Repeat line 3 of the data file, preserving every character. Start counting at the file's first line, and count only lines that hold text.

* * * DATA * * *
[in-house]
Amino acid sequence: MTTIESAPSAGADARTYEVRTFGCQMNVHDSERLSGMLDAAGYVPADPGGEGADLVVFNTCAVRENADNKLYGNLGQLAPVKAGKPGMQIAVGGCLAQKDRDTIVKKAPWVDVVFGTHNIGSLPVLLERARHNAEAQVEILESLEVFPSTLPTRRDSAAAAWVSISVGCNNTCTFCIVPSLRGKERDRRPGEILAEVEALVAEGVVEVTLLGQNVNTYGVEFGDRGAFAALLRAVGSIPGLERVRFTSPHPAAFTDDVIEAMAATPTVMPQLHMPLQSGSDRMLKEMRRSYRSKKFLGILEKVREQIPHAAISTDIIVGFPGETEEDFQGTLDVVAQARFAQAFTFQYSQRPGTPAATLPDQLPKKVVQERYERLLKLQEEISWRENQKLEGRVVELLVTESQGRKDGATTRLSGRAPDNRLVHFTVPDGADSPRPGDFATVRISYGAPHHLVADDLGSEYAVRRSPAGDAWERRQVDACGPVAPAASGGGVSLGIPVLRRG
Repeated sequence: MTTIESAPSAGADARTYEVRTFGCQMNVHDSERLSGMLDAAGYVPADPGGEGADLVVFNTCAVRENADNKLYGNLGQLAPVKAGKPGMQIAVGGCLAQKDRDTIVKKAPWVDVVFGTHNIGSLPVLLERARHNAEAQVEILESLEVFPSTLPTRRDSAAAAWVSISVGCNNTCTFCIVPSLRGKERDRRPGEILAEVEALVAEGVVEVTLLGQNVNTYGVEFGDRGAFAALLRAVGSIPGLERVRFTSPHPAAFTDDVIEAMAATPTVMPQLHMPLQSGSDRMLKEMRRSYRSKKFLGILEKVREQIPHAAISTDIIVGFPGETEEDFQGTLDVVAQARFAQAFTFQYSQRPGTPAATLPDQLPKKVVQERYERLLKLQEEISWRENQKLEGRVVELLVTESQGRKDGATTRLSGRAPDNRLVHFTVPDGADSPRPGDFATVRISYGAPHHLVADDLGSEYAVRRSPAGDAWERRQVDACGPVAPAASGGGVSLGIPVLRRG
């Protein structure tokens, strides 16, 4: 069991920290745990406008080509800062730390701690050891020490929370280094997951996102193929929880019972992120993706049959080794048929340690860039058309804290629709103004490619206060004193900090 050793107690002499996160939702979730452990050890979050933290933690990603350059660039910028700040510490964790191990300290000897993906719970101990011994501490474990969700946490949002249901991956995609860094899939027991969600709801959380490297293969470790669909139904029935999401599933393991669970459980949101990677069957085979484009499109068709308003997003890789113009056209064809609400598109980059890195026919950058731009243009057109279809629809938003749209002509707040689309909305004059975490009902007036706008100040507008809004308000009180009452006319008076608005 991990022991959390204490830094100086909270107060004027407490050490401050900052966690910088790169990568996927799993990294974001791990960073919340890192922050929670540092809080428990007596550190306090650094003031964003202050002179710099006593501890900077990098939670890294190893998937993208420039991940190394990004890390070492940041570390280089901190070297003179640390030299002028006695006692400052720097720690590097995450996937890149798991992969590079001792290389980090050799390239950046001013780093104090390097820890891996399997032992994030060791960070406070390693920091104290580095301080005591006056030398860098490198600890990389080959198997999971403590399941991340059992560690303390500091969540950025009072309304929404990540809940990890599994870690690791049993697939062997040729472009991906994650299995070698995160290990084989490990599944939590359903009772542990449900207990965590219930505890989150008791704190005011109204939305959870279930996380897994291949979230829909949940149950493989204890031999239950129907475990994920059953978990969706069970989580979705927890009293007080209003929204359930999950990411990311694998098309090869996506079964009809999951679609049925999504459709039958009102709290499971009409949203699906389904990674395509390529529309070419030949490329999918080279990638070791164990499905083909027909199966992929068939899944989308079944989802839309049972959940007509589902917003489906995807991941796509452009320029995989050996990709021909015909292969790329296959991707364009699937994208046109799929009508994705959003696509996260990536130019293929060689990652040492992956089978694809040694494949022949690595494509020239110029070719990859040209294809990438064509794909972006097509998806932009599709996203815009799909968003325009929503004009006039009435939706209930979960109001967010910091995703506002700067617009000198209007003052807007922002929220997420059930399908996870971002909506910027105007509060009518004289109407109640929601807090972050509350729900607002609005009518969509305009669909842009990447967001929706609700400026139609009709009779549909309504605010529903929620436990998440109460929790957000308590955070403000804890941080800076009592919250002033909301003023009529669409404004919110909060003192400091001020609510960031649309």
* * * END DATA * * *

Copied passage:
Repeated sequence: MTTIESAPSAGADARTYEVRTFGCQMNVHDSERLSGMLDAAGYVPADPGGEGADLVVFNTCAVRENADNKLYGNLGQLAPVKAGKPGMQIAVGGCLAQKDRDTIVKKAPWVDVVFGTHNIGSLPVLLERARHNAEAQVEILESLEVFPSTLPTRRDSAAAAWVSISVGCNNTCTFCIVPSLRGKERDRRPGEILAEVEALVAEGVVEVTLLGQNVNTYGVEFGDRGAFAALLRAVGSIPGLERVRFTSPHPAAFTDDVIEAMAATPTVMPQLHMPLQSGSDRMLKEMRRSYRSKKFLGILEKVREQIPHAAISTDIIVGFPGETEEDFQGTLDVVAQARFAQAFTFQYSQRPGTPAATLPDQLPKKVVQERYERLLKLQEEISWRENQKLEGRVVELLVTESQGRKDGATTRLSGRAPDNRLVHFTVPDGADSPRPGDFATVRISYGAPHHLVADDLGSEYAVRRSPAGDAWERRQVDACGPVAPAASGGGVSLGIPVLRRG